The Media and the War on Terrorism Review

The Media and the War on Terrorism
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The Media and the War on Terrorism ReviewThis is a superb collection of essays, first-person observations, and recollections of so-called embedded reporters and photographic journalists, edited jointly by Marvin Kalb, a former CBS reporter turned Harvard resident scholar, and Stephen Hess, a senior fellow at the prestigious Brookings Institution. Written in the first person, each of the collected essays takes the reader up-close and personal and shows how difficult it is to know the degree to which such observations are typical or representative of what is going on the overall conflict in which they are embedded. And therein lies the rub, for to some extent it is apparent that even embedded reporter can be manipulated and co-opted by the military, and in several cases that is apparently the case for the individual reporters recounting their war tales.
The pieces are both candid and raw; in the sense they somehow manage to catch the very essence of the intricate dance between accurate reporting and the tension with the host army to whom they owe their sustenance and their safety. This tension between the ostensibly objective reporters, on the one hand, and the very partisan military representatives overseeing them, on the other, is what drives the considerable insight the correspondents manage to extricate from the madness of the ongoing battle they cover. This is especially true for electronic media journalists, whose products are almost immediately available to the general public, and who still find themselves both physically and existentially with the troops.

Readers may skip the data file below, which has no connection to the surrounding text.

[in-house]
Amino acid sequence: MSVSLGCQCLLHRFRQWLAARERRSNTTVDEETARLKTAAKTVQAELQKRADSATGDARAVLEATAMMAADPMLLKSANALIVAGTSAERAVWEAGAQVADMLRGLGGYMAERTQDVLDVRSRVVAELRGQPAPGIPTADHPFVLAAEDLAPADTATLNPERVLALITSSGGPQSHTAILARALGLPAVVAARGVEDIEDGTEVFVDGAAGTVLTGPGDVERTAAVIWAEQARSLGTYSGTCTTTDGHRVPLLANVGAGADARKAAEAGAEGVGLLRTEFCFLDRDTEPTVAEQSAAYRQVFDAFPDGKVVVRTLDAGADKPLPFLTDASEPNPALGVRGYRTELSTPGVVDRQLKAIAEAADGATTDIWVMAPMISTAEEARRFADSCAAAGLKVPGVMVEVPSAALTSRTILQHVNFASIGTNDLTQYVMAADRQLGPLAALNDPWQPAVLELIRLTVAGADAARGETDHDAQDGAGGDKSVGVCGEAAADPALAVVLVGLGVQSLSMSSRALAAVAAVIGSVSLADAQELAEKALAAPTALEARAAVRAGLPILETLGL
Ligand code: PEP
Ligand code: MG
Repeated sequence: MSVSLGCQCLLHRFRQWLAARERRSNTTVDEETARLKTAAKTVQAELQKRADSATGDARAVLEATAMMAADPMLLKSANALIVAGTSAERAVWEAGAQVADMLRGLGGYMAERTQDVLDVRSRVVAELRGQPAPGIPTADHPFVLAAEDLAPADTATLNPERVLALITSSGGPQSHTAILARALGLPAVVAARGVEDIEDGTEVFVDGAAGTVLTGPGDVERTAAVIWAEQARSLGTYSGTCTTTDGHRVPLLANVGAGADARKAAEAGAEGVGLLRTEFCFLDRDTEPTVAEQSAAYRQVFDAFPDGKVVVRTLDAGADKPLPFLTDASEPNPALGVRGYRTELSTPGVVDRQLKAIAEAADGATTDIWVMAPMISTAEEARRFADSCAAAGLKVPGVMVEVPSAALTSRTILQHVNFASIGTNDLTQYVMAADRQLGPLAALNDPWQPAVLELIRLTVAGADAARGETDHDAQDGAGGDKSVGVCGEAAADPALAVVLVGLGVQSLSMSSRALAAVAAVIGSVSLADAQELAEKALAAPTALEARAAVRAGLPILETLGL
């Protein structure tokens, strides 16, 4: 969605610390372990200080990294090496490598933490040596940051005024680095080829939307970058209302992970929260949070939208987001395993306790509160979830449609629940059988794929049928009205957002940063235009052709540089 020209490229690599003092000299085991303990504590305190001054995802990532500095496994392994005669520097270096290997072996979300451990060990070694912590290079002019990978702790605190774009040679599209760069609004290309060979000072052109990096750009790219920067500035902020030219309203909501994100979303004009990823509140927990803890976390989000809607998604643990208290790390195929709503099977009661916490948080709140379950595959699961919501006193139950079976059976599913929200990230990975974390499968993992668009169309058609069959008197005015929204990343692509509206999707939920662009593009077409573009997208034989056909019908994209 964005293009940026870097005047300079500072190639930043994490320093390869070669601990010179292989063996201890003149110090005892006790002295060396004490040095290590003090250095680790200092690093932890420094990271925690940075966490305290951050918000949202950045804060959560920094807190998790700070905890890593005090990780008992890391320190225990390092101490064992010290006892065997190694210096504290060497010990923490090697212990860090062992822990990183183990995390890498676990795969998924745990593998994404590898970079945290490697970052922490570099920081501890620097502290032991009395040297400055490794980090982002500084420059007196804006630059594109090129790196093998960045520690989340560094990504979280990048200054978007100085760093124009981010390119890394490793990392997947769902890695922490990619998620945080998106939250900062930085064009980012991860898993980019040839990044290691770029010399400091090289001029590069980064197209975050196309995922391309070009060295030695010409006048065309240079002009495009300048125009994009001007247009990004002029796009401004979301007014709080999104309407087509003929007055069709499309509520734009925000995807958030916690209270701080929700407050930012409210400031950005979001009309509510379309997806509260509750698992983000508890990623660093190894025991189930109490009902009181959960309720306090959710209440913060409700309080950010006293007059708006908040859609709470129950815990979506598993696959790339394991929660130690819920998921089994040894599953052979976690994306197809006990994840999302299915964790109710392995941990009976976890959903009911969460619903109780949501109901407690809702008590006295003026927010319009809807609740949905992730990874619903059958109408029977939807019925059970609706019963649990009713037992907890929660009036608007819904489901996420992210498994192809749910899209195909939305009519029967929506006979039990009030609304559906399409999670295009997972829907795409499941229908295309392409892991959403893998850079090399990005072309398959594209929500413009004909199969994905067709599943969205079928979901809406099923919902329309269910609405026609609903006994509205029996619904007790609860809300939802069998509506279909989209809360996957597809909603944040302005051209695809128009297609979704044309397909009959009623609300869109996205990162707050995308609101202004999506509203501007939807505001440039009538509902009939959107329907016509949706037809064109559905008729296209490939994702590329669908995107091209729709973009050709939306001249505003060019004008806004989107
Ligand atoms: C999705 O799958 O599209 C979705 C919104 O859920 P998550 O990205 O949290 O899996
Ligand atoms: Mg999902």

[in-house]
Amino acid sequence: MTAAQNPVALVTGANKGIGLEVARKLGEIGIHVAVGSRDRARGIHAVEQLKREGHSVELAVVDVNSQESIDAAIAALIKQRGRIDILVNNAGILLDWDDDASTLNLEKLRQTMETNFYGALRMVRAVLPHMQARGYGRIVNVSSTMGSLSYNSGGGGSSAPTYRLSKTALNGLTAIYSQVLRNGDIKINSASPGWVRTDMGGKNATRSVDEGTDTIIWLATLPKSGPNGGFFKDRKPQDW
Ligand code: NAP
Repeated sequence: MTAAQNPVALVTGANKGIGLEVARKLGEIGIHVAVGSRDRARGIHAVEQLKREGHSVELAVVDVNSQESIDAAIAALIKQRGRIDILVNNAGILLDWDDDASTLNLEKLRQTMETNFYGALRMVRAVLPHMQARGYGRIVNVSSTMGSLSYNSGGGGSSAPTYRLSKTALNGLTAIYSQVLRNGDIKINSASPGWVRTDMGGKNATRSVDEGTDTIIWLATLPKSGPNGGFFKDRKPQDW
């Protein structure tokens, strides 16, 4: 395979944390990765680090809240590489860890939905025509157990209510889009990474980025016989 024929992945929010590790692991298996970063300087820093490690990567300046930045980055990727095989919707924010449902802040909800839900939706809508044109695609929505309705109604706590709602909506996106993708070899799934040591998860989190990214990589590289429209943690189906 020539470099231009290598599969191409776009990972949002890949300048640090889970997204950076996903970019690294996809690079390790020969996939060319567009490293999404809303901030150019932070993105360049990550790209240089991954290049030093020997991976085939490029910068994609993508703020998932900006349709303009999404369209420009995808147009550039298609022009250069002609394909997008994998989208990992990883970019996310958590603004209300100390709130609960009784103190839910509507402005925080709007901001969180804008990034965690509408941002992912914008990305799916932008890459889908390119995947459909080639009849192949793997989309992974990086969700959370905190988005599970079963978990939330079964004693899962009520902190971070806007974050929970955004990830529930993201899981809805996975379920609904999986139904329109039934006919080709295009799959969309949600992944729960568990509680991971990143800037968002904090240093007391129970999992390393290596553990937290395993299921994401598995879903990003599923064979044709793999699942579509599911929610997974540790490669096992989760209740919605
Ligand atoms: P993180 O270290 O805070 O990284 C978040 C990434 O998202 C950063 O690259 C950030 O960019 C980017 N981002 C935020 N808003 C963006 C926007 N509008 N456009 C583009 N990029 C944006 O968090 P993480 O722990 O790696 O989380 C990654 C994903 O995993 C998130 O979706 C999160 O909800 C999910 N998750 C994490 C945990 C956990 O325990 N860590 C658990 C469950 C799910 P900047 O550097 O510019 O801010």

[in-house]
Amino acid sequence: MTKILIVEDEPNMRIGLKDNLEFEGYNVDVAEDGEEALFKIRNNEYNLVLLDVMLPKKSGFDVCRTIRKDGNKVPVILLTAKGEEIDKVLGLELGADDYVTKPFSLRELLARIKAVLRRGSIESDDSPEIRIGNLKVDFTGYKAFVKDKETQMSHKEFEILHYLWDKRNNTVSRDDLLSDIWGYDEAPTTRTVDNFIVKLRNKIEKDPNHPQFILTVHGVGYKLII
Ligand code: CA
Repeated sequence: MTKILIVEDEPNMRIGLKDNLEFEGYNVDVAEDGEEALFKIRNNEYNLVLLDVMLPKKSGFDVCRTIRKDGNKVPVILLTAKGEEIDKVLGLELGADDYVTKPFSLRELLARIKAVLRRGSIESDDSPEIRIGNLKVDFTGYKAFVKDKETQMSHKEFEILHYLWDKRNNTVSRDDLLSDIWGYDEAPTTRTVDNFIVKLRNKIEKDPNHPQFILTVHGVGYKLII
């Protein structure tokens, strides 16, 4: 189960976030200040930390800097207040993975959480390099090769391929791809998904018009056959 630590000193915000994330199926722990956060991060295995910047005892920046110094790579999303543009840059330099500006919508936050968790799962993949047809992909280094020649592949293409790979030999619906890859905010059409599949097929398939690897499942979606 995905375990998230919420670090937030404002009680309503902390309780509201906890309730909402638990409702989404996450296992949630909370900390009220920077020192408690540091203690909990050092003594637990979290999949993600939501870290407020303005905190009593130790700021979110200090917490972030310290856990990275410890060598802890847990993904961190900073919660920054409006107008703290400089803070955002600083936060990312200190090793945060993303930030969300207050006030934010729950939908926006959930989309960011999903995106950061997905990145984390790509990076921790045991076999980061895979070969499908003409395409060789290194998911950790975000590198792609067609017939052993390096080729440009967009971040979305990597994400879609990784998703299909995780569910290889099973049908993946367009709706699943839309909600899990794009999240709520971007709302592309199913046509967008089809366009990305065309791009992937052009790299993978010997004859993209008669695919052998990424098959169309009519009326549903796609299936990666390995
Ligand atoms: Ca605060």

The latest tendency to meaningfully embed reporters with elements of the shock troops racing across Iraq, seen in context, is just another of many such attempts by the military to deftly manage the reporting from the front, and indeed, to prejudice the reporters by forcing them to live alongside the often valiant and sometimes suffering soldiers, whose personalities and sacrifices do indeed win the reporters over to see the war through their eyes. The experience in Iraq, upon reflection, will likely show that reporters and journalists were kept "on the reservation" by sequestering them into small groups seeing only limited actions, and seldom allowing them to see aspects of the conflict not consistent with military goals and objectives. Once again, the omnipresent tension between the needs for security on the one hand, and the rights of the citizens of a free society to know what is being done in their names, on the other, is all too apparent here. Enjoy!The Media and the War on Terrorism Overview

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